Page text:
Testimony in Opposition to HB 1693 – Creating the Offense of Using a Minor to Commit a Crime

Date: February 21, 2024
To: Chairman Evans and Members, House Judiciary Committee
From: Gwen Smith, Criminal Justice Policy Manager, Empower Missouri
Re: HB 1693

As the largest and oldest anti-poverty non-profit in our state, Empower Missouri is committed to improving the quality of life for all Missouri residents through advocacy. Since our inception, Empower Missouri has focused on the criminal justice system and its impacts. Our Community Justice Coalition consists of community advocates and organizations from across the state who work with those who have been impacted by the criminal justice system. Many coalition members are formerly incarcerated or have currently incarcerated loved ones, and all are connected by a vision for a future without mass incarceration. 

We are providing testimony today regarding HB 1693, sponsored by Representative Sparks. HB 1693 would create a new offense of using a minor to commit a crime, in the event that someone aged 18 or older intentionally used a minor to commit a crime to avoid detection or apprehension.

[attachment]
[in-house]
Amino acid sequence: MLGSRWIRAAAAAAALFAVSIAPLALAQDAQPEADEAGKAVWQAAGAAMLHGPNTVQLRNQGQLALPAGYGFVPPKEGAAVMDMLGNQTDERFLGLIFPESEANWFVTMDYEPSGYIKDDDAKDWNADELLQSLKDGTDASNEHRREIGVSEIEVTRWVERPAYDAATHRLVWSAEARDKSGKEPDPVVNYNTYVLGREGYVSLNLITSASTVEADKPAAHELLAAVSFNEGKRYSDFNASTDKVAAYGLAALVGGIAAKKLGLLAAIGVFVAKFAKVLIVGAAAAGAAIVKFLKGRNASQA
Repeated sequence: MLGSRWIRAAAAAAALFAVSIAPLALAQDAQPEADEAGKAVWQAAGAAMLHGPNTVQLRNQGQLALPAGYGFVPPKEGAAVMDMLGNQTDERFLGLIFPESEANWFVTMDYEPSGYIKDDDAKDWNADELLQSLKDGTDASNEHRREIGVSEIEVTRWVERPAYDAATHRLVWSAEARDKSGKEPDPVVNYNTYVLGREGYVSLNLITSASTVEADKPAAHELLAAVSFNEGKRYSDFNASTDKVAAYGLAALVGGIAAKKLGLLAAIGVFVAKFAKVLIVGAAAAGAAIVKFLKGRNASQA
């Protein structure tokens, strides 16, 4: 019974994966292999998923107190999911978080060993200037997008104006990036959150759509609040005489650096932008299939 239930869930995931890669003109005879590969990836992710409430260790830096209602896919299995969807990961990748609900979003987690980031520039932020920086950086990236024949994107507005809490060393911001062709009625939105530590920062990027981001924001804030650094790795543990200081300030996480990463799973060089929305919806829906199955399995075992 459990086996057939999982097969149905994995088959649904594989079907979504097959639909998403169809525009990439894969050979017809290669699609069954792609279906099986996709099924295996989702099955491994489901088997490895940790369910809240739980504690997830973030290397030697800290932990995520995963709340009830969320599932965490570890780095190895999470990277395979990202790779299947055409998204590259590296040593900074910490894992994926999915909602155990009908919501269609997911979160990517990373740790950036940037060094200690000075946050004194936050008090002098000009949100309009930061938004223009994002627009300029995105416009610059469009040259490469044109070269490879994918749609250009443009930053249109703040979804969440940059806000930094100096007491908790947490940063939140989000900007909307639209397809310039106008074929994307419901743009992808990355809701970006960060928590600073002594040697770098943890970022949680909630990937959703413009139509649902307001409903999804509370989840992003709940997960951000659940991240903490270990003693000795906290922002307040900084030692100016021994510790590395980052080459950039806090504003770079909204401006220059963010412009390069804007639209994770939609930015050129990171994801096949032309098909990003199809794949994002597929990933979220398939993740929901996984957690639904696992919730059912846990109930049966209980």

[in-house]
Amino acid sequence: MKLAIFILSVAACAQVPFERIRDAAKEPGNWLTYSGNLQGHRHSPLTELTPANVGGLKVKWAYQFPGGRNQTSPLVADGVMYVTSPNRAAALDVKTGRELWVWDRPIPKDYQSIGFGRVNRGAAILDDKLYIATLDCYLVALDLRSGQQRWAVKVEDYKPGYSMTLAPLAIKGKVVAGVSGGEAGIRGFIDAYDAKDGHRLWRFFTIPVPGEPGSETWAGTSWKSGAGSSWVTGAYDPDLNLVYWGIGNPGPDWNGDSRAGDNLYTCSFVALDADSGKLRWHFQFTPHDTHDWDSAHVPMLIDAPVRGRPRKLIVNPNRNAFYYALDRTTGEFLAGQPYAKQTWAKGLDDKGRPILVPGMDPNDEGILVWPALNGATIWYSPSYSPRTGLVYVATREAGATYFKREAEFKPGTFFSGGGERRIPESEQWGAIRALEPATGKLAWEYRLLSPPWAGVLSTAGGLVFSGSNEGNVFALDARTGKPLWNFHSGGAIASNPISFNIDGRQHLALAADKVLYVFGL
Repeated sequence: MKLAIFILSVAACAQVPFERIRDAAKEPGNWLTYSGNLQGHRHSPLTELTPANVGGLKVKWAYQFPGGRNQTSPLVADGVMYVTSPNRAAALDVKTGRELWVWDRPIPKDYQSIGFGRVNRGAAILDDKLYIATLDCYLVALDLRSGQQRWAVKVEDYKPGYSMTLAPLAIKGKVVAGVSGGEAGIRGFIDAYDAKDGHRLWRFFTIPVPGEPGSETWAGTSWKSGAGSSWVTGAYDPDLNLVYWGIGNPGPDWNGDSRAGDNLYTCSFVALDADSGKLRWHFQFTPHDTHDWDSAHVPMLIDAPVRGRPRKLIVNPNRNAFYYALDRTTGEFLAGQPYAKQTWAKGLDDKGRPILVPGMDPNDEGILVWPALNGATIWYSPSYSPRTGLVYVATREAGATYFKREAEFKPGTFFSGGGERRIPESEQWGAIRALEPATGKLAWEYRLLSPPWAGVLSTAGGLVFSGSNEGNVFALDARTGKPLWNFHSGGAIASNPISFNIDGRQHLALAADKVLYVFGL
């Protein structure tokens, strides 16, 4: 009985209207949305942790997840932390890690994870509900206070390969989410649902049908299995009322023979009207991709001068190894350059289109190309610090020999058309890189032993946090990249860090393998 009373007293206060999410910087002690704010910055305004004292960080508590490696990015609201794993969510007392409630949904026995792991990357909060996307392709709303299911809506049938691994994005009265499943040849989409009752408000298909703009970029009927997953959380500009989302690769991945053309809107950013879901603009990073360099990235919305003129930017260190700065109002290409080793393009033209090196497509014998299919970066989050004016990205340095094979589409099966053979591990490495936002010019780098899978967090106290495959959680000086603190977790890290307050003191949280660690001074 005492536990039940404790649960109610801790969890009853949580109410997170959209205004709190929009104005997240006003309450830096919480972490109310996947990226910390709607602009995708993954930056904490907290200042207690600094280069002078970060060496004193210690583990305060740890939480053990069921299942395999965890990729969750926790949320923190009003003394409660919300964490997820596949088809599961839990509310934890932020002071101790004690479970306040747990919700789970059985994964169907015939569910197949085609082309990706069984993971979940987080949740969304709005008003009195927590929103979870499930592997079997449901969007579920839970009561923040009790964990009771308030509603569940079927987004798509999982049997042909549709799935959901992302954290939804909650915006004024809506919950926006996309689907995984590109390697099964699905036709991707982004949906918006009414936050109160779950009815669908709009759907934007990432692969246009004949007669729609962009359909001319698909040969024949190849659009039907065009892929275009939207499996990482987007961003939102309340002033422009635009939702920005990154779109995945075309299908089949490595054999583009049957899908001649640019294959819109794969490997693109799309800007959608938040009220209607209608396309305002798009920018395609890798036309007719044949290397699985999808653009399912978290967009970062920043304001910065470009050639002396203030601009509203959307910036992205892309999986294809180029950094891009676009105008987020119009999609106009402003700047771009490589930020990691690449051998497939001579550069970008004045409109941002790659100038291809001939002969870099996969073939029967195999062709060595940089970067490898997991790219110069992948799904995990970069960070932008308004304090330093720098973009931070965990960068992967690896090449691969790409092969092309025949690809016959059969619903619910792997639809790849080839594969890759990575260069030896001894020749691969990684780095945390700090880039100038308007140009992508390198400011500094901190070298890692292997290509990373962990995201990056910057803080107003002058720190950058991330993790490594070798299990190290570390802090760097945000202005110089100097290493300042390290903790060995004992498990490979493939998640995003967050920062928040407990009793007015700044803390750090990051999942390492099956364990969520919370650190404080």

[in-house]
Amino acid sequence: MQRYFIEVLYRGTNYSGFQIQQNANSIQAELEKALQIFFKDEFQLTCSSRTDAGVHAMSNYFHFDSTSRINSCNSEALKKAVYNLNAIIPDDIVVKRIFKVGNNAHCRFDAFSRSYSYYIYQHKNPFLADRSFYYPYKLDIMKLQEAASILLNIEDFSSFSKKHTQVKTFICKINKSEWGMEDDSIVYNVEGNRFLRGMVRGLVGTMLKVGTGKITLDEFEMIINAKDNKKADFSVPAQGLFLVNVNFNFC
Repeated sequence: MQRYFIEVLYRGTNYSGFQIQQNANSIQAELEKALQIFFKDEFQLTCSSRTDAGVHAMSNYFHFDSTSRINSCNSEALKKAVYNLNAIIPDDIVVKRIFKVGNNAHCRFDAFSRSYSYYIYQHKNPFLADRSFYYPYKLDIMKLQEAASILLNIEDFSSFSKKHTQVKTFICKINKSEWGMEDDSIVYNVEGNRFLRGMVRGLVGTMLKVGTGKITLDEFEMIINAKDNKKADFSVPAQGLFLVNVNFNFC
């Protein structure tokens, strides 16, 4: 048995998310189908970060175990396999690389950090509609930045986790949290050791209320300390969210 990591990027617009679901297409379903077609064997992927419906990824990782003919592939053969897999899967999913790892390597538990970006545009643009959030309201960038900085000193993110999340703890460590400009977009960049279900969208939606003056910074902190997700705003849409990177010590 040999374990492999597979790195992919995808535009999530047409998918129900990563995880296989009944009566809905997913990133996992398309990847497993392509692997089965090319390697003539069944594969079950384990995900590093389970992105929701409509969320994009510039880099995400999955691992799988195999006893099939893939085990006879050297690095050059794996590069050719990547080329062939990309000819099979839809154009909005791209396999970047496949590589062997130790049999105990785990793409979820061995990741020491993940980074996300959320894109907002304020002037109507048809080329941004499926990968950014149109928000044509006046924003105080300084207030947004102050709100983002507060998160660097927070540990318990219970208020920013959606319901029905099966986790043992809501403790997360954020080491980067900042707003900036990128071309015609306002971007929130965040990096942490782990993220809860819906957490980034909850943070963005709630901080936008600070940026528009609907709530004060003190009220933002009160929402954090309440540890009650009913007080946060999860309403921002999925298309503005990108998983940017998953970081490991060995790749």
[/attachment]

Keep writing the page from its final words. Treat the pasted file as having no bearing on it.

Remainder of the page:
This bill does not take the context of youthful offenders into consideration. Young people tend to associate primarily with other young people, meaning that an 18 or 19 year old hanging out with a 17 year old classmate could be convicted of this charge, if the group decided to engage in any kind of criminal activity. There is ample data that shows the relationship between age and criminal activity, indicating that the adolescent brain does not reach maturity until the mid to late 20s. While adults who have reached full brain development use the prefrontal cortex to make decisions, adolescents and young adults use the amygdala, which is responsible for impulsivity and failure to appreciate risks. HB 1693 should take this important context into consideration, and amend the language to apply only to older individuals- for example, 22 and older, an age threshold proposed in Rep. Perkin’s HB 1996, related to certain drug felonies. 

For these reasons, we urge the committee to oppose HB 1693 as it is currently written. Thank you for your time and consideration of this matter.

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